That’s not the play.
The play here is defensive. Assuming Google gets to look at enough transaction data to identify “GBuy Trusted Merchants,” it will be seeing enough data to identify scammers as well.
That’s the play. AdSense is being killed by scammers, who create phony Web sites in order to draw traffic to ads that won’t be read or used. It’s killing Google, slowly. Google doesn’t like to talk about it, but others are talking about it.
Rimm-Kaufman published something good on this last week.
Here’s the nugget:
Consider AdSense fraud, where a person or robot clicks on a context ad on an AdSense publisher site for the sole purpose of incurring the click charge.
As before, the advertiser is harmed. But who benefits? Again, Google makes a few cents. But more importantly, the publisher makes a few cents. And unlike AdWords fraud, AdSense fraud scales extremely well — the publisher can use scripts to create numerous sites easily (even more so now with the AdSense API). Across many many sites, a few cents here and there can add up to meaningful easy money. As the fraud can be spread across many AdSense accounts, it is much harder to detect, even with legions of PhDs. The AdSense click universe can grow quickly, driven by manufactured clicks on fake sites.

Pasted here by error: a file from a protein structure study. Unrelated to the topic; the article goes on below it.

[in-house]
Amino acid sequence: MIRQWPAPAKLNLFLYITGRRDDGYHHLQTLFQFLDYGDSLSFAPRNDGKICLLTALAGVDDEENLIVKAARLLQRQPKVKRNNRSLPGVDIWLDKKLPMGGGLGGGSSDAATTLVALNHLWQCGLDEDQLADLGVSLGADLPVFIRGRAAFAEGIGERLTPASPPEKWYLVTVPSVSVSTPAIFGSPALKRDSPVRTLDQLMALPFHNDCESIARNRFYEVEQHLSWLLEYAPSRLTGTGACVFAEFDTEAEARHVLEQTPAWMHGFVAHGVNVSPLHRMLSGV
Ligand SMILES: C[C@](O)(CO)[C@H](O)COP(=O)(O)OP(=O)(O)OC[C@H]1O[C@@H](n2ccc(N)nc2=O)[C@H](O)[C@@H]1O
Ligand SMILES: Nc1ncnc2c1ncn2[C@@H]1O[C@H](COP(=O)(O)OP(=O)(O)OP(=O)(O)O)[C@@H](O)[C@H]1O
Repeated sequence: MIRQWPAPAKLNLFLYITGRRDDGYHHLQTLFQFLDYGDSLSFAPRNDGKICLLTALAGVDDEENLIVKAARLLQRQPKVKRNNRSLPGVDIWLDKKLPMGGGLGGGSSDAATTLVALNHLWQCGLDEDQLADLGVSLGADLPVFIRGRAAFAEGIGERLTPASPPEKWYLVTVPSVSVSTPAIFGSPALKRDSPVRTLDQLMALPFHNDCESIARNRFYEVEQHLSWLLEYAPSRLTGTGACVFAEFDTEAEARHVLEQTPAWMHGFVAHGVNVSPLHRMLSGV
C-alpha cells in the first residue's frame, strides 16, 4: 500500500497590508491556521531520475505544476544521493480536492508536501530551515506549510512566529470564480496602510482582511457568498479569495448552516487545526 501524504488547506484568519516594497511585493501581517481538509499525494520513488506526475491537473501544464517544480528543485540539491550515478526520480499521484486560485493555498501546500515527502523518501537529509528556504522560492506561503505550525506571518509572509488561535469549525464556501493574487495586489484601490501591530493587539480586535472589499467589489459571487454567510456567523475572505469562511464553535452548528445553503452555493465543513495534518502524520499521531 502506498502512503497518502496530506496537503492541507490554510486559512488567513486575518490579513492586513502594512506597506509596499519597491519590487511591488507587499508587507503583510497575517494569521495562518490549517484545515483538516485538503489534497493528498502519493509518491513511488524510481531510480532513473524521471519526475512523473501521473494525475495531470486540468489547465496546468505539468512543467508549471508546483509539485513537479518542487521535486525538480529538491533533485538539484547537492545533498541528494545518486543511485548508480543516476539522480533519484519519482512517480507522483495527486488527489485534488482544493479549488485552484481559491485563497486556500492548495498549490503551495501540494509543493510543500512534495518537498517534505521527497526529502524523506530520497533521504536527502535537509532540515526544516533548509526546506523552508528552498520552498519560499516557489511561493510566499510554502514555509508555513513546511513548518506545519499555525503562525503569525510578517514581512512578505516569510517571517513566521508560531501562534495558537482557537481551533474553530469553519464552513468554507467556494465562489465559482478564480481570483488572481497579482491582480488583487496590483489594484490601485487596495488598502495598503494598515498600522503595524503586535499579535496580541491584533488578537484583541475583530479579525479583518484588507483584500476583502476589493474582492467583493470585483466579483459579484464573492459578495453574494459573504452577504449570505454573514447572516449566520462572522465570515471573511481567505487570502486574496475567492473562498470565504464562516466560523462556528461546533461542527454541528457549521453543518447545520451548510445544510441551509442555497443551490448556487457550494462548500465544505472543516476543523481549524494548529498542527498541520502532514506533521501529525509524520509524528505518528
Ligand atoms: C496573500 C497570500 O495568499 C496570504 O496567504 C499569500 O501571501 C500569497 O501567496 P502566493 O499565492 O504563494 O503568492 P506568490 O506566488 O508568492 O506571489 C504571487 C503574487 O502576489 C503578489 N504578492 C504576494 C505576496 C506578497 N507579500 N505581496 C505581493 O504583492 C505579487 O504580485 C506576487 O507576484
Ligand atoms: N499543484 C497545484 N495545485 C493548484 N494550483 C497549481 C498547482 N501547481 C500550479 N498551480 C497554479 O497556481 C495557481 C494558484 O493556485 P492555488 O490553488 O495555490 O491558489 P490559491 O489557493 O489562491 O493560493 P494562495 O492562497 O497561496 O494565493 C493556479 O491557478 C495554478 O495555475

This is what Google has to protect, or it will die. In order to do this it needs access to data. With access to data Google will be learn to distinguish honest merchants from frauds. And it can cut down on the fraud.
It seems eBay senses this link is meaningful, which is why it is moving
into the AdSense space even as Google’s losses mount. and eBay aren’t without scanners. The number of phony auction
scams is legion. I doubt eBay would be moving to making the problem
worse if it were not aware of the data-fraud connection.
But given the difficulty eBay and Google are having policing their
businesses, is it any wonder folks question whether the NSA can really
defeat terrorism with data scaled 10,000 times beyond that?